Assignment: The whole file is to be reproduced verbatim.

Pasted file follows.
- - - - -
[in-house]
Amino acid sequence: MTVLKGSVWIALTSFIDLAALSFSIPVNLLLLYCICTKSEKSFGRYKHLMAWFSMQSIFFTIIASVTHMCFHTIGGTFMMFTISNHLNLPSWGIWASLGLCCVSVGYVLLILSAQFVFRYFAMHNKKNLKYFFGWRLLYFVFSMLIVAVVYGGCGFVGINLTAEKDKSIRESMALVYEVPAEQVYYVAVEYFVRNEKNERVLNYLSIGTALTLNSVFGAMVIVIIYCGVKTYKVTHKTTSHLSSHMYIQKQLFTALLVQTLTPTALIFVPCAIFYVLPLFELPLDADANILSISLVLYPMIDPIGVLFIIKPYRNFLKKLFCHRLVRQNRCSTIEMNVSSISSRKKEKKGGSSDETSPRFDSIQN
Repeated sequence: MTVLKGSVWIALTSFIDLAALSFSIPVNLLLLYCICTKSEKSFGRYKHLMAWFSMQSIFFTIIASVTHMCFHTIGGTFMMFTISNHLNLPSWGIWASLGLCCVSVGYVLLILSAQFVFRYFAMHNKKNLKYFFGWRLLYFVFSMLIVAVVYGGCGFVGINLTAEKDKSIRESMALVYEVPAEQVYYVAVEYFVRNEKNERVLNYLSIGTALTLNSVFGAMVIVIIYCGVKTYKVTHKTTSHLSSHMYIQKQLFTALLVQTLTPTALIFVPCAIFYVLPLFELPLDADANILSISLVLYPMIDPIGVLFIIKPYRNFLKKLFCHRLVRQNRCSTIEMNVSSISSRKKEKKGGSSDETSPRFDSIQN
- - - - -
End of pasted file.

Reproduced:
[in-house]
Amino acid sequence: MTVLKGSVWIALTSFIDLAALSFSIPVNLLLLYCICTKSEKSFGRYKHLMAWFSMQSIFFTIIASVTHMCFHTIGGTFMMFTISNHLNLPSWGIWASLGLCCVSVGYVLLILSAQFVFRYFAMHNKKNLKYFFGWRLLYFVFSMLIVAVVYGGCGFVGINLTAEKDKSIRESMALVYEVPAEQVYYVAVEYFVRNEKNERVLNYLSIGTALTLNSVFGAMVIVIIYCGVKTYKVTHKTTSHLSSHMYIQKQLFTALLVQTLTPTALIFVPCAIFYVLPLFELPLDADANILSISLVLYPMIDPIGVLFIIKPYRNFLKKLFCHRLVRQNRCSTIEMNVSSISSRKKEKKGGSSDETSPRFDSIQN
Repeated sequence: MTVLKGSVWIALTSFIDLAALSFSIPVNLLLLYCICTKSEKSFGRYKHLMAWFSMQSIFFTIIASVTHMCFHTIGGTFMMFTISNHLNLPSWGIWASLGLCCVSVGYVLLILSAQFVFRYFAMHNKKNLKYFFGWRLLYFVFSMLIVAVVYGGCGFVGINLTAEKDKSIRESMALVYEVPAEQVYYVAVEYFVRNEKNERVLNYLSIGTALTLNSVFGAMVIVIIYCGVKTYKVTHKTTSHLSSHMYIQKQLFTALLVQTLTPTALIFVPCAIFYVLPLFELPLDADANILSISLVLYPMIDPIGVLFIIKPYRNFLKKLFCHRLVRQNRCSTIEMNVSSISSRKKEKKGGSSDETSPRFDSIQN